A Missouri inmate convicted of ambushing and killing a St. Louis-area police officer whom he blamed for the death of his younger brother has been executed Tuesday, officials said.
Kevin Johnson, 37, was put to death by lethal injection at the state prison in Bonne Terre. The execution began at 7:29 p.m. and Johnson was pronounced dead at 7:40 p.m., said Karen Pojmann, a spokesman for the Missouri Department of Corrections.
Johnson has not made a definitive statement, she said. He refused a last meal.
Johnson had admitted that he killed Kirkwood Police Sgt. William McEntee in 2005. Johnson was 19 at the time.
Edward Keenan, a court-appointed special prosecutor, had sought to have his death sentence overturned. Keenan argued in a appeal to the Missouri Supreme Court that Johnson’s trial was “contaminated” with racist prosecution techniques and that racial discrimination played a role in getting the death penalty.
One of Johnson’s attorneys, Shawn Nolan, said, “Make no mistake, Missouri has been prosecuted several times, sentenced to death, and killed Kevin because he’s black.”
Johnson was executed after the US Supreme Court denied a request for a stay on Tuesday night. Judges Sonia Sotomayor and Ketanji Brown Jackson allegedly granted it, court records show.
In a statement read Tuesday by the director of the correctional department after the execution, Parson said Johnson’s claims were reviewed by state and federal courts “and no court has reversed his conviction or conviction.”
“We hope this will bring an end to Sergeant McEntee’s loved ones who continue to suffer without him,” he said.
Mary McEntee, the slain officer’s widow, said on Tuesday that her husband was executed on July 5, 2005, when he was “ambushed and shot five times in his squad car.” He was then shot twice more, she said.
“In this process, many have forgotten that Bill was the victim,” Mary McEntee said Tuesday night. “We miss Bill every day of our lives.”
On July 5, 2005, police were looking for Johnson, who was on probation for assaulting his girlfriend. Police believed he had violated his probation. McEntee was one of the officers sent to Johnson’s house.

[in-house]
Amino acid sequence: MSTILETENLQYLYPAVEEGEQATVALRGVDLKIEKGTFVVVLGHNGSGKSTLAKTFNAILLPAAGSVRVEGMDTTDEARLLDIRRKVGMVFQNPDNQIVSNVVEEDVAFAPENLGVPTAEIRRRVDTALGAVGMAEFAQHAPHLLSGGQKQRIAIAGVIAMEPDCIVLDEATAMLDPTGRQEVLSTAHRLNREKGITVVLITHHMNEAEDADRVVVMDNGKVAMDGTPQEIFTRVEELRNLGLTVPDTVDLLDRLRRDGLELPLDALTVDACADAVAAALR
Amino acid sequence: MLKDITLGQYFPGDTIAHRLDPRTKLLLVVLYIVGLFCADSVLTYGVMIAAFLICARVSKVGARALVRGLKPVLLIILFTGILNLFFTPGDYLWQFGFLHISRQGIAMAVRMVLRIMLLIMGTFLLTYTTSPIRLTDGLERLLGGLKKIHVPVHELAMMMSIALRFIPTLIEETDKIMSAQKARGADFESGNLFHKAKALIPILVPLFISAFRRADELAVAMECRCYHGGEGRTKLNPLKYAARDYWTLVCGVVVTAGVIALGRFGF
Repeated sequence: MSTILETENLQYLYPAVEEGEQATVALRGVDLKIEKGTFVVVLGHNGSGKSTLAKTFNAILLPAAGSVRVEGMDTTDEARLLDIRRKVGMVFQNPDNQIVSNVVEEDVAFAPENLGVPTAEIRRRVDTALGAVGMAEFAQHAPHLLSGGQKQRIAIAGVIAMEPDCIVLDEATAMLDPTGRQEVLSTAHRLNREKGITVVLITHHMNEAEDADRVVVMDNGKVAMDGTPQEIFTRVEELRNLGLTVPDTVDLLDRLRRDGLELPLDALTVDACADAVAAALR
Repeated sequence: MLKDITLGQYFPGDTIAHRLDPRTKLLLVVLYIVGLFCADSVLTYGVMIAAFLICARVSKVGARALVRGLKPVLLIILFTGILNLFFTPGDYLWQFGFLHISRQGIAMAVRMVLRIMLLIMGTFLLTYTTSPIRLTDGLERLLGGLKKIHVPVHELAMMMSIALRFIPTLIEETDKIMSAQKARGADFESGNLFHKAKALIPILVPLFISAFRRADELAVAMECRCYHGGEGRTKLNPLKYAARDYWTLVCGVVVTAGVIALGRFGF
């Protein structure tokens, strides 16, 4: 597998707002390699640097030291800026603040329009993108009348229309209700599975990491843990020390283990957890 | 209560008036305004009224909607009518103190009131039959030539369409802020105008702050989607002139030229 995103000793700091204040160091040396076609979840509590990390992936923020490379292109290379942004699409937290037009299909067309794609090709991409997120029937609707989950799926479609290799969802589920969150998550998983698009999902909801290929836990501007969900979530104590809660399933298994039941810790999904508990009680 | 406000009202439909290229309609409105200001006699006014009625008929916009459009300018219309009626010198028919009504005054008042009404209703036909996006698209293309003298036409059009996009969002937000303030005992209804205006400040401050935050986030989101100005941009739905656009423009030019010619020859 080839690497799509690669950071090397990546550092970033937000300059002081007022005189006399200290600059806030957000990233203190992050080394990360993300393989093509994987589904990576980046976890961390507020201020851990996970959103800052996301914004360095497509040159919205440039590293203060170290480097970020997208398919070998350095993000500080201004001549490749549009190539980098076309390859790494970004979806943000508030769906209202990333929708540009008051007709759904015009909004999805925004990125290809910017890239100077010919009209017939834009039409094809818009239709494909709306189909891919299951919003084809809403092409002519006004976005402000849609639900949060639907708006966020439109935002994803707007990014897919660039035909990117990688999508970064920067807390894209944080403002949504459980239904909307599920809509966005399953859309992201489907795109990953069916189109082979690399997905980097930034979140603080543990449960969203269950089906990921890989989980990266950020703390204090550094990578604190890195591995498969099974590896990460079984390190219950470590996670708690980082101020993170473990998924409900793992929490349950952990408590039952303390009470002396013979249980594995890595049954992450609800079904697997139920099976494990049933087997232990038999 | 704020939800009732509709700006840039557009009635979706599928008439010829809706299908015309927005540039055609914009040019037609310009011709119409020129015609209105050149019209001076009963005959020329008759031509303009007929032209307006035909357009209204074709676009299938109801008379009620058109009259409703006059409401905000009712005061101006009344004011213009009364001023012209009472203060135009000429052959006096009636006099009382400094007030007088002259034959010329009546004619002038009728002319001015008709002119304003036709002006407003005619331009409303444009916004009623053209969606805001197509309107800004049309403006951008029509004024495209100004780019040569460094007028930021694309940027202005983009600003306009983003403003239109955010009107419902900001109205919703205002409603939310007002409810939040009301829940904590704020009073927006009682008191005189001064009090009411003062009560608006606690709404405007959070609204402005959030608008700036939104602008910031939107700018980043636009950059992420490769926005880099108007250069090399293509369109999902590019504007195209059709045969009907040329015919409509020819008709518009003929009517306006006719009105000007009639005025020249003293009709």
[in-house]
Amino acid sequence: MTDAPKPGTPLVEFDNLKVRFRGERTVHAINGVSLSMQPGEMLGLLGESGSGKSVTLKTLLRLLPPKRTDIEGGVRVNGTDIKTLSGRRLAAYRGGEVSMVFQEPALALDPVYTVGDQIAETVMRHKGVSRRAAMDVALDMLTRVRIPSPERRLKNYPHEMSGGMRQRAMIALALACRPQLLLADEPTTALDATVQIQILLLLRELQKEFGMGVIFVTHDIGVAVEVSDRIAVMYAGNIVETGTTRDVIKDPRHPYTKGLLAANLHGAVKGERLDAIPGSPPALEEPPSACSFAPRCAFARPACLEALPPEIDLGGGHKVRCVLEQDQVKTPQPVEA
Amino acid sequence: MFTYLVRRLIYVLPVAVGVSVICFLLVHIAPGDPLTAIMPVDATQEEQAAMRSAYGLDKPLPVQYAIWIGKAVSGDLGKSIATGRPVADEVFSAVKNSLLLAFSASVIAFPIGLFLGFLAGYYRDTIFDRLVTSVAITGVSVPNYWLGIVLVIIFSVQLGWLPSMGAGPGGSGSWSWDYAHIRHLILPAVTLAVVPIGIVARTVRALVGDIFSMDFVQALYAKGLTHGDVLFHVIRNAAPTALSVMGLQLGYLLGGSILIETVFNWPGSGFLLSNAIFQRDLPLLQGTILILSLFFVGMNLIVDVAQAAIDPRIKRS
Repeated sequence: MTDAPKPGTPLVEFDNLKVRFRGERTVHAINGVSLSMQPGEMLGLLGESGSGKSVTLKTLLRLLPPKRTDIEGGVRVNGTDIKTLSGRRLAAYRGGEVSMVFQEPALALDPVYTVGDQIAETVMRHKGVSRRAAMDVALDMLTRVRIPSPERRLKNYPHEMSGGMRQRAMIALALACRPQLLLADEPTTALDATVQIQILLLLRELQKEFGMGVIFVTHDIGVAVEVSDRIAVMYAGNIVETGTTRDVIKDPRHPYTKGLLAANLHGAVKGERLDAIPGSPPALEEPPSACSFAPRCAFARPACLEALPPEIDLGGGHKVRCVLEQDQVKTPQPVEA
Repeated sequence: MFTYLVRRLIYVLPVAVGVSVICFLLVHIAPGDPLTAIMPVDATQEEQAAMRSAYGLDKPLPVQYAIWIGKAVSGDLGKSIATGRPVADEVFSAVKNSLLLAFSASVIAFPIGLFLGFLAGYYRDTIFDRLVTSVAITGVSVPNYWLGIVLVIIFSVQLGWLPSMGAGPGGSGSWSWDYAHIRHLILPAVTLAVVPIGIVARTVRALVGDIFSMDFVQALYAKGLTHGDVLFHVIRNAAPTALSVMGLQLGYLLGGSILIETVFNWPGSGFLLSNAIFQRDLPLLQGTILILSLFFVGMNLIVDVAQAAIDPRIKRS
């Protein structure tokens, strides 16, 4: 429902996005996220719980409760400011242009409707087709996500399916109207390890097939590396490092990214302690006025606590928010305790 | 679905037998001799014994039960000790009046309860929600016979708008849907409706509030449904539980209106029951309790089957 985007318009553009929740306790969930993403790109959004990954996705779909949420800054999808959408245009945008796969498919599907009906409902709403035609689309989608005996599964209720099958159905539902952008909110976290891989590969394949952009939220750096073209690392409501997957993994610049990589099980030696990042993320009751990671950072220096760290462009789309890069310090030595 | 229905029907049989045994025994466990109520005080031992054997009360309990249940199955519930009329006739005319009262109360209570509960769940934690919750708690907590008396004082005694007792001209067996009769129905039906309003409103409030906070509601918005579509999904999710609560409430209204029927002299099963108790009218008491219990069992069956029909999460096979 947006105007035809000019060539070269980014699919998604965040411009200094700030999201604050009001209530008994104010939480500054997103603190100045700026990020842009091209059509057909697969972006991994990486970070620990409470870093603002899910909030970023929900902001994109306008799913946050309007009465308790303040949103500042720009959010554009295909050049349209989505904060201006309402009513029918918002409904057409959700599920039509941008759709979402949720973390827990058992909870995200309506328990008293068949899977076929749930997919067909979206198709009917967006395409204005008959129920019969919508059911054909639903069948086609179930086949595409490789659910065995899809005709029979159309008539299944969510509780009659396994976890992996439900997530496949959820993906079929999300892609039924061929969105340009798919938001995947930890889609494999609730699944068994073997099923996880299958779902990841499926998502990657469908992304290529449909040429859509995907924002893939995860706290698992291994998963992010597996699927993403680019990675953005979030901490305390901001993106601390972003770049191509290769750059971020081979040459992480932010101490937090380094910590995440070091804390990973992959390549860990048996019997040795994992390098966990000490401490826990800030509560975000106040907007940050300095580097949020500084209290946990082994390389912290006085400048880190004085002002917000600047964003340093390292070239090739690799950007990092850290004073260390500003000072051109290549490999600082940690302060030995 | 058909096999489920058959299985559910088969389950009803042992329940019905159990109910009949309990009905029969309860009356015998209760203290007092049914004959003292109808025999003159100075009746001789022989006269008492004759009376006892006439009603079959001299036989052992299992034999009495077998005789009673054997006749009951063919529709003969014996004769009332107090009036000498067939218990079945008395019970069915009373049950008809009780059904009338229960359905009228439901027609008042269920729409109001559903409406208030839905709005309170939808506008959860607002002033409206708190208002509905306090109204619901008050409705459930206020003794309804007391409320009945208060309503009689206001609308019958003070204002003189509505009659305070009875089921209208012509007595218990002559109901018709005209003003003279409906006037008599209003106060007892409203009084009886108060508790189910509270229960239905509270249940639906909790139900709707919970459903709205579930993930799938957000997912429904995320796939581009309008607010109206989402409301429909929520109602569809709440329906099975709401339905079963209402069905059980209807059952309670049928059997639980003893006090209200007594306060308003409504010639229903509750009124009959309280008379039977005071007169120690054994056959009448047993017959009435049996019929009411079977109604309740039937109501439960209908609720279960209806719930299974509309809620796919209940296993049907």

Johnson’s 12-year-old brother, who had a congenital heart defect, ran next door to his grandmother’s house, where he had a seizure. He died in hospital. Johnson testified at trial that McEntee stopped his mother from entering the house to help his brother. According to Johnson, he met McEntee that same night when he returned to his neighborhood for an unrelated call about a fireworks malfunction. Johnson shot McEntee multiple times and fled, prosecutors said. Three days later he turned himself in.
Keenan, the special prosecutor, told the state Supreme Court that the office of former St. Louis County Prosecutor Bob McCulloch heard five cases accusing defendants of killing police officers during his tenure. McCulloch sought the death penalty against all four black defendants but did not seek the death penalty in the one case in which the defendant was white, the indictment said.
“The prosecution of the trial only invited the white defendant to present mitigating circumstances for consideration before the prosecutor decided whether to seek the death penalty and thereafter the prosecutor did not seek the death penalty against the white defendant,” said Keenan. separate lawsuit. “No similar invitations have been made to submit mitigating evidence for any of the four black defendants.”
The motion to stay states that there are no “legitimate case characteristics that could plausibly explain the disparate treatment.”
Keenan also said in a document that in statements he made to other prosecutors, McCulloch displayed “a particular hostility toward young black men like Mr. Johnson, regarding them as a population that ‘we were dealing with,’ and they depict them as stereotypical criminals.”
McCulloch was not immediately available for comment.
Johnson’s daughter, Khorry Ramey, 19, had tried to witness the execution, but a state law prohibits anyone under the age of 21 from observing the trial. The American Civil Liberties Union filed a lawsuit last week a federal court asked to allow her to attend her father’s execution, but a judge on Friday ruled that a state law barring her from attending because of her age is constitutional.
Ramey visited Johnson Tuesday morning, said Pojmann, the correctional department spokesman. Four witnesses for Johnson were present at the execution, she said.
McEntee had three children, ages 7, 10 and 13, when he was killed, his widow said Tuesday night after the execution.
“They haven’t had a chance to say goodbye,” Mary McEntee said. “It took 17 years of grieving and perseverance to get to this point today. This is something I hope no other family has to go through.”